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The five nuclear experts killed in a plane crash in northern Russia on Wednesday had helped Iran plan its nuclear reactor at Bushehr, Russian military sources have told Israeli officials.

The five experts were among 44 people killed when the RusAir Tupolev 134 went down in heavy fog on a flight from Moscow to the northern city of Petrozavodsk. Russian sources said the investigators do not suspect sabotage and are considering human error or technical failure, even though a number of Iranian scientists have already fallen victims of mysterious accidents including plane crashes.

The loss of the experts from three different companies was confirmed in a Twitter message by an adviser to Russian President Dmitry Medvedev.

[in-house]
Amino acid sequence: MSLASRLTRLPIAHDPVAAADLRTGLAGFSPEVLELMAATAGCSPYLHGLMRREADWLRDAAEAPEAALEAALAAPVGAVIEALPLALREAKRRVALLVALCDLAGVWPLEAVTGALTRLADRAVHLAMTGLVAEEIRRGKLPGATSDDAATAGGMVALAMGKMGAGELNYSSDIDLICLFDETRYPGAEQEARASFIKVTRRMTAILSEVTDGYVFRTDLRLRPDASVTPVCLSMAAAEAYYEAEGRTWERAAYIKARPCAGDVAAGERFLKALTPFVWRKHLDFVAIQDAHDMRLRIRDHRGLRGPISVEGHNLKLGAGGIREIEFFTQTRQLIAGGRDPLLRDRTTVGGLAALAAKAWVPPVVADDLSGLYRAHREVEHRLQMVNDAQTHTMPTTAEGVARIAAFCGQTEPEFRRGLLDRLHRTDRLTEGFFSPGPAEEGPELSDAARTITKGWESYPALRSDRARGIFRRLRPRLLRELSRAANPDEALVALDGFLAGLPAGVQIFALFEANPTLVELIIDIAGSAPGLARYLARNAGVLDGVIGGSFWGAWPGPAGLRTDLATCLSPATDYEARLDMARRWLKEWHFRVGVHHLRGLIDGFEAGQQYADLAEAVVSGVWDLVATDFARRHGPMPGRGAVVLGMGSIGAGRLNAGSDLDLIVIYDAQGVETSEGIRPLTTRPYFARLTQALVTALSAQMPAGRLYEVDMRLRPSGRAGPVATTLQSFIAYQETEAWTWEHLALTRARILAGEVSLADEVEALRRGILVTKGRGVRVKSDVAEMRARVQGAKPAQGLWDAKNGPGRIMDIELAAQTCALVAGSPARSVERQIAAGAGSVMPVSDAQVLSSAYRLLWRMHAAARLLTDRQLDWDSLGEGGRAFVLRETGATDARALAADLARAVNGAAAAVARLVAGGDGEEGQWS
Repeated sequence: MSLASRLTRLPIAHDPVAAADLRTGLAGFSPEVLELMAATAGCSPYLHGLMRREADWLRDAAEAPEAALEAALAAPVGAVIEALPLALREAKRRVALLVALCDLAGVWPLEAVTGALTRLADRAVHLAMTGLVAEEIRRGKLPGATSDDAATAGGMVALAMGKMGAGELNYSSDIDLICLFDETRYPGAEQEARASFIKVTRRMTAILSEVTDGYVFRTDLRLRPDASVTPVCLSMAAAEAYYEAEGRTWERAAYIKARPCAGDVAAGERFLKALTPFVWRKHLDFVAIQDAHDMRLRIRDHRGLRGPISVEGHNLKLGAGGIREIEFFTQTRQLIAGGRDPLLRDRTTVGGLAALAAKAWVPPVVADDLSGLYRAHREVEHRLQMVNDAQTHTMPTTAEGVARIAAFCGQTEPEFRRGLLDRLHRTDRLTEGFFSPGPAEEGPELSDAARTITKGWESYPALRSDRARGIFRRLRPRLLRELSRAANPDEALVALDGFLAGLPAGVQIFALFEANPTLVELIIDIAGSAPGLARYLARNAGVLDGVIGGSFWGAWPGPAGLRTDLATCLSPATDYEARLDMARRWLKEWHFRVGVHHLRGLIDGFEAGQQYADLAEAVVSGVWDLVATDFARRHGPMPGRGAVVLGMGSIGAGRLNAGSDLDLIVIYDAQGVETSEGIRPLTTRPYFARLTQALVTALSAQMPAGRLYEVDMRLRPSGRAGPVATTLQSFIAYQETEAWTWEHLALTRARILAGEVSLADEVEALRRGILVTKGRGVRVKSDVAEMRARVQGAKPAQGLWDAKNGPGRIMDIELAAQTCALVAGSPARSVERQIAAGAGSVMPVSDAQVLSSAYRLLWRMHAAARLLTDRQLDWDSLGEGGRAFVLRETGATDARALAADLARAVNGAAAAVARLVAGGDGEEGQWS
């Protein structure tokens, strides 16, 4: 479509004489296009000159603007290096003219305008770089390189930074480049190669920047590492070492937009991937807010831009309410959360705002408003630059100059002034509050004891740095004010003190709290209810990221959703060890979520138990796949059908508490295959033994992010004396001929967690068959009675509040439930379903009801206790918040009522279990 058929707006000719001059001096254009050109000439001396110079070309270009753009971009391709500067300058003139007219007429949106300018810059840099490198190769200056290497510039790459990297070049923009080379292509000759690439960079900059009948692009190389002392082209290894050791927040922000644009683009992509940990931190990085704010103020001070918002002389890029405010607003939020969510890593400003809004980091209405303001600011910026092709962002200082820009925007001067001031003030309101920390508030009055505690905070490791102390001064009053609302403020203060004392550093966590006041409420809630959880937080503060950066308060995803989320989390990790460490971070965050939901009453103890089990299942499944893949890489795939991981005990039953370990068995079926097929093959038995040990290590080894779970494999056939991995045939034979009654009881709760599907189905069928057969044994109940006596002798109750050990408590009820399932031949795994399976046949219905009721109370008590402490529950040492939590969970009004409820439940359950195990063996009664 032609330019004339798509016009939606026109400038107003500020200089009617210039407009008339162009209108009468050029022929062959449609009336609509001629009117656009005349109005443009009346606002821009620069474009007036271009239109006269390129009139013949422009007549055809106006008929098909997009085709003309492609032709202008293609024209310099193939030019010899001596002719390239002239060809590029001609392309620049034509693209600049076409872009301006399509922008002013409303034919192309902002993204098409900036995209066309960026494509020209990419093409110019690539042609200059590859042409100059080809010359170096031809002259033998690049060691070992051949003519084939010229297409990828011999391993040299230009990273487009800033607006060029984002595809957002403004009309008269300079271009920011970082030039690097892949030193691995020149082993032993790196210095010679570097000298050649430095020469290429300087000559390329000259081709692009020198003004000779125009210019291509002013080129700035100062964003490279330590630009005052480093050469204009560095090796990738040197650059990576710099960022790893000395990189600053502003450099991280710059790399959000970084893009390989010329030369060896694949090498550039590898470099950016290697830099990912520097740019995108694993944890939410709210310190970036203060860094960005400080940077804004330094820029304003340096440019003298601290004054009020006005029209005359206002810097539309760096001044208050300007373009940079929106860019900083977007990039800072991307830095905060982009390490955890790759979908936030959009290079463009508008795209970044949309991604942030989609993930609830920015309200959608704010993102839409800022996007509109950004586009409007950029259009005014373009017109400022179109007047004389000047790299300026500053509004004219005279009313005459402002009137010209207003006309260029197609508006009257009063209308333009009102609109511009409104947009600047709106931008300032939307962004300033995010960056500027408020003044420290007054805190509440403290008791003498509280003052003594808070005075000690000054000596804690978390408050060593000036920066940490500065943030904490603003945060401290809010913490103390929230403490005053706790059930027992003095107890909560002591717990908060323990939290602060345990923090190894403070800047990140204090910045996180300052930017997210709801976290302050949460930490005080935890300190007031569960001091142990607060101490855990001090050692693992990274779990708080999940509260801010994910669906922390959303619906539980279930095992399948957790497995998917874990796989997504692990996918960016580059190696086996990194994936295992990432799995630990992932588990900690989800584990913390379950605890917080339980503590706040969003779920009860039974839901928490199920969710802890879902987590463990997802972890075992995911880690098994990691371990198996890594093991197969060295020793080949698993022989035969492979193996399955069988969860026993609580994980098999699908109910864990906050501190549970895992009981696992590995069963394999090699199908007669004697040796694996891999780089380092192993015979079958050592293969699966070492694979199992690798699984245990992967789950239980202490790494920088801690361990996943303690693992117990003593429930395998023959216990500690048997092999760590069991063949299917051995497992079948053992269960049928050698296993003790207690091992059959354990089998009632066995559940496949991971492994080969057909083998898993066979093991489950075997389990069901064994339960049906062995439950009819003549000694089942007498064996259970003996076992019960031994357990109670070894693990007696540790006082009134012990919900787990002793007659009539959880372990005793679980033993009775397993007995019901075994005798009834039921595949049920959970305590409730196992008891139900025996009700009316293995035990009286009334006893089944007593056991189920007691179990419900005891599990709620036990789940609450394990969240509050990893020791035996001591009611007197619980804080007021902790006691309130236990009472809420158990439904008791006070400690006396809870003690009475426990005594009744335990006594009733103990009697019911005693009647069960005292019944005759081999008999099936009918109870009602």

It was previously reported by Russia's RIA Novosti news agency, quoting sources from Rusatom, the state nuclear energy firm.

The five experts, including leading Russian nuclear professional Andrei Trofimov, worked at Bushehr after the contract for building the plant was transferred from the German company Siemens.

Another of the dead, Sergei Ryzhov, was also a leading player in building a nuclear plant in India. The five were on their way to Petrozavodsk to attend an important meeting.

Russian sources said the loss was a heavy blow to the country's nuclear industry that would require time and effort to recover from. The five helped complete the Bushehr reactor and ensure that it could withstand an earthquake.

Russian state television reported that RusAir had switched planes at the last minute, flying the aging Tupolev instead of one of the Canadian-made planes that normally fly the route.

This change in aircraft was made without notifying the passengers - a major breach of procedure.

After the crash, Medvedev recommended that the Tupolev 134 be taken out of service as soon as possible. Russian aviation officials said the plane did not break up or explode as it hit trees in an attempt to land. It crashed on a highway.

Hydropress, a Russian company that belongs to Rusatom, is one firm involved in the Bushehr project.